Old rags to vaccine riches
well-being Nov 10, 2022

Old rags to vaccine riches

Tokyo company looks to save lives of children through 'vaccines from old clothes' service

by Yoshiko ohira
J-STORIES - A Tokyo company has developed an innovative service to address a critical issue in developing countries where some 4,000 children a day – or one child every 20 seconds – die from contagious diseases that could be prevented by vaccination.  
Nihon Reuse System’s Furugi de Vaccine, which means “vaccines from old clothes,” was launched in 2010 with the aim of collecting unwanted garments to help fund vaccinations. Since then, over 37 million items of used clothing have been collected, helping fund over 4.5 million inoculations.
A child in Myanmar receives the polio vaccine.&nbsp; &nbsp; &nbsp;Source: Nihon Reuse System<br>
A child in Myanmar receives the polio vaccine.     Source: Nihon Reuse System
Users purchase a collection kit, which costs ¥3,300, by phone or online and fill the collection bag provided with unwanted clothing and send it cash on delivery. Each kit sold ensures five polio vaccinations are provided for children in Bhutan, Myanmar, Laos and Vanuatu through the "Japan Committee, Vaccine for the World’s Children," a nonprofit organization.
Shiori Suzuki, a spokesperson for the service, told J-Stories that an increasing number of people "want to give away their clothes in the most environmentally friendly way possible.” The service provides a convenient way for people to declutter, and help others at the same time. Furthermore, an increased awareness of the United Nations’ sustainable development goals (SDGs) also helps make the service popular, she added. Around 70 percent of first-time customers use the service again.
Items that can be collected include accessories and bags, but not underwear or anything wrinkled or stained.&nbsp; &nbsp; &nbsp;Source: Nihon Reuse System.
Items that can be collected include accessories and bags, but not underwear or anything wrinkled or stained.     Source: Nihon Reuse System.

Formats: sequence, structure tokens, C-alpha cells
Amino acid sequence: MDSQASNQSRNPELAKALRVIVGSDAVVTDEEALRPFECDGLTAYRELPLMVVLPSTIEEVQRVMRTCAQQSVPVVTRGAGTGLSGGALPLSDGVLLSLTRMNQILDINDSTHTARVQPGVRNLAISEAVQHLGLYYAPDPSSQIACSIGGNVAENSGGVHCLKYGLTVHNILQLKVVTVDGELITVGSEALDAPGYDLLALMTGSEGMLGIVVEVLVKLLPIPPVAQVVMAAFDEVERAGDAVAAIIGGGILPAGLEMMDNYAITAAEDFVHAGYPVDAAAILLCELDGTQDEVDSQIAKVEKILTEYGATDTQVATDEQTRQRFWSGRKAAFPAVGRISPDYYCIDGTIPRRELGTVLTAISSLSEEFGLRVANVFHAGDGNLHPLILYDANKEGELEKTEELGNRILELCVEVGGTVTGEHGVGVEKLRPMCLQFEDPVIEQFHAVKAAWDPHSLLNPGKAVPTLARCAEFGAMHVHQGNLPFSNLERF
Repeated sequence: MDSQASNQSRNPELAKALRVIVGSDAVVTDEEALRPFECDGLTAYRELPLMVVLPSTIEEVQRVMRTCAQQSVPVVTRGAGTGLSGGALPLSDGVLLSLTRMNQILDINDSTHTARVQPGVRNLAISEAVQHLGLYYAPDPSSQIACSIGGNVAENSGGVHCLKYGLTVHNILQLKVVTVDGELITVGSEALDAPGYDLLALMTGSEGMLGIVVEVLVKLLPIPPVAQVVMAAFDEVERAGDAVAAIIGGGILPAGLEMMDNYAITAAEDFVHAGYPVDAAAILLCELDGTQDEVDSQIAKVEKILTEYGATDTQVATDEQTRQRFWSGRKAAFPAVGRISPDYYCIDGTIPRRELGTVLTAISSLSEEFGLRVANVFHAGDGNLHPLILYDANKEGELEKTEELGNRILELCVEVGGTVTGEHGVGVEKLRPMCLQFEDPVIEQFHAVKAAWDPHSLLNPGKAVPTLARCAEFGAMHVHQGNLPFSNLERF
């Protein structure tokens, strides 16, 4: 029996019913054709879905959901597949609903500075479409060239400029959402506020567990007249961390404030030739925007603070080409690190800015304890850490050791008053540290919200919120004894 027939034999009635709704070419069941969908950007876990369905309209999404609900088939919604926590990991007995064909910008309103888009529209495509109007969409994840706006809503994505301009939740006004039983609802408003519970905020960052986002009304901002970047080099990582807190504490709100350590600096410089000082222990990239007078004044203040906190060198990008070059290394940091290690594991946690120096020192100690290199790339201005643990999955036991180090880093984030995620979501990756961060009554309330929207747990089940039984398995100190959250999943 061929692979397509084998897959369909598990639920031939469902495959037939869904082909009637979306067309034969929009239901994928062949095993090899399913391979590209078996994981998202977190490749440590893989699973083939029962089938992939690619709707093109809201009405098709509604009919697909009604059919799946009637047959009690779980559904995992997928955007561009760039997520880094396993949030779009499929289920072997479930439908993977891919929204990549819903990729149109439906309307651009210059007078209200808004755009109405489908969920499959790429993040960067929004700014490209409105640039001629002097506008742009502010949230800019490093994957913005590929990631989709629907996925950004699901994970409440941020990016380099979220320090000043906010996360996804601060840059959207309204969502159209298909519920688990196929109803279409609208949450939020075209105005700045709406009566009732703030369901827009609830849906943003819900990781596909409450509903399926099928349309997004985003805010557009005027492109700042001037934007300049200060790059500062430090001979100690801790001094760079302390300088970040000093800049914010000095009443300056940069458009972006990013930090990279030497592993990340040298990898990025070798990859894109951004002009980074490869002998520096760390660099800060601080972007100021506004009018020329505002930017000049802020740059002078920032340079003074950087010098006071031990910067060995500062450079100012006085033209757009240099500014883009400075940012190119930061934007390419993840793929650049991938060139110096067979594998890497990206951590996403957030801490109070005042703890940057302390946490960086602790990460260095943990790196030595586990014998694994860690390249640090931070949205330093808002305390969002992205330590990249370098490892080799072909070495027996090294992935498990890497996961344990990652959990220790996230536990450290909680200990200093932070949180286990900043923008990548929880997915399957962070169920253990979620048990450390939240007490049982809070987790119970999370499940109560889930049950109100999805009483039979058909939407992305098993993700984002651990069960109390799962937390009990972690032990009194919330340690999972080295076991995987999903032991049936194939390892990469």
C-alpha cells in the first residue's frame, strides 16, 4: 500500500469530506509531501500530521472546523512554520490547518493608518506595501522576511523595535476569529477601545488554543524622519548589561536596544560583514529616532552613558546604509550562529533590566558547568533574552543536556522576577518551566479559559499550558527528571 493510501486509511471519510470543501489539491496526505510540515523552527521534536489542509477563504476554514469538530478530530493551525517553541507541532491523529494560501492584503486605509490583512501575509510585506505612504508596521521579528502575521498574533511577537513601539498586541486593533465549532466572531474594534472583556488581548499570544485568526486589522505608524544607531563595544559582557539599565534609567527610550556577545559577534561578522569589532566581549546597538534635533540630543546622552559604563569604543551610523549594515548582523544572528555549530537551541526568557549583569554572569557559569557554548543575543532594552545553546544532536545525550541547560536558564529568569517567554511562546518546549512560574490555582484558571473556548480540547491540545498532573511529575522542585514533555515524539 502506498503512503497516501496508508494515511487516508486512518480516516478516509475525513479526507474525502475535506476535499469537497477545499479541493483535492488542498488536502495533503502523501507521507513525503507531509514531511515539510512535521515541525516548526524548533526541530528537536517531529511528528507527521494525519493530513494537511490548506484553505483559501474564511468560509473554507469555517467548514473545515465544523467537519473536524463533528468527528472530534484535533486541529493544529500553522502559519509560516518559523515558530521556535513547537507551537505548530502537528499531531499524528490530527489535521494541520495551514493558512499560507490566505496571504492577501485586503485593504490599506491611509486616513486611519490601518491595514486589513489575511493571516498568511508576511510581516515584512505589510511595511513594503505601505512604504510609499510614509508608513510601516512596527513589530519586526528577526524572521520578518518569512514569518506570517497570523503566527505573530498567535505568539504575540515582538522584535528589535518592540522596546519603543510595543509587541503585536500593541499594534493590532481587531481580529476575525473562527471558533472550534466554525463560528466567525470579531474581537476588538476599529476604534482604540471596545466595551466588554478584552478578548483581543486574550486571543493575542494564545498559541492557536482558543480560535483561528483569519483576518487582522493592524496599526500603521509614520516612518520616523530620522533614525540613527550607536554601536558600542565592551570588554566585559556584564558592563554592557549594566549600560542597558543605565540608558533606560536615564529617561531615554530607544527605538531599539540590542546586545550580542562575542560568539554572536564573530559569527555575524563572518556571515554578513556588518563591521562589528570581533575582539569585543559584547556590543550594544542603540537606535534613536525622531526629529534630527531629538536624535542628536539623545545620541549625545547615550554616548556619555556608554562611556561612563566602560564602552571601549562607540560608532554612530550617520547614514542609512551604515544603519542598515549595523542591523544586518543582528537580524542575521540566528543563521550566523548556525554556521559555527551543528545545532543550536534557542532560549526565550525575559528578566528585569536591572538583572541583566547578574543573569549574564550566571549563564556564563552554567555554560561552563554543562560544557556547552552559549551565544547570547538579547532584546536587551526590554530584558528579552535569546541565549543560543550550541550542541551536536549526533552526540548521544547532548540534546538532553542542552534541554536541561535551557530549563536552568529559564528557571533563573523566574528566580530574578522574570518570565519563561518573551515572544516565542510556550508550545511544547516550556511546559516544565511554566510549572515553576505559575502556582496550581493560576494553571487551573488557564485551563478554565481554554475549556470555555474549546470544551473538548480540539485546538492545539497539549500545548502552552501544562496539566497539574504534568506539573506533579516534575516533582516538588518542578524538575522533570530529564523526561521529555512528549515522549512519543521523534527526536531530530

The collection kits are made by workers with disabilities at seven welfare facilities in Japan. According to Suzuki, workers have commented that even though the work is difficult, they feel a sense of achievement and want to challenge themselves further.
A clothes collection bag with printed design by Kura Mihara.&nbsp; &nbsp; &nbsp;Source: Nihon Reuse System<br>
A clothes collection bag with printed design by Kura Mihara.     Source: Nihon Reuse System
After being collected, the clothes are shipped to Cambodia, where they are sold in a shop run by the company. Staffers there include people with disabilities and former street children. The company helps them become independent, such as by training them to eventually move on from the sales floor to management.
In Japan, the potential for such recycling is huge. According to the Ministry of the Environment, approximately 130 large truckloads of clothing are thrown away in Japan every day. 
This October, Nihon Reuse System also started a corporate service, providing companies with a letter of thanks and certificate that they can use in their PR activities. Suzuki told J-Stories that he wants Furugi de Vaccine to be a way for both individuals and companies to contribute to society. 
Staffers at the retail outlet in Cambodia say they are motivated by the thought of helping others.&nbsp; &nbsp; &nbsp;Source: Nihon Reuse System<br>
Staffers at the retail outlet in Cambodia say they are motivated by the thought of helping others.     Source: Nihon Reuse System
Translation by Tony McNicol
Top page photo by korneevamaha/Envato
For inquiries about this article, please contact us at jstories@pacificbridge.jp

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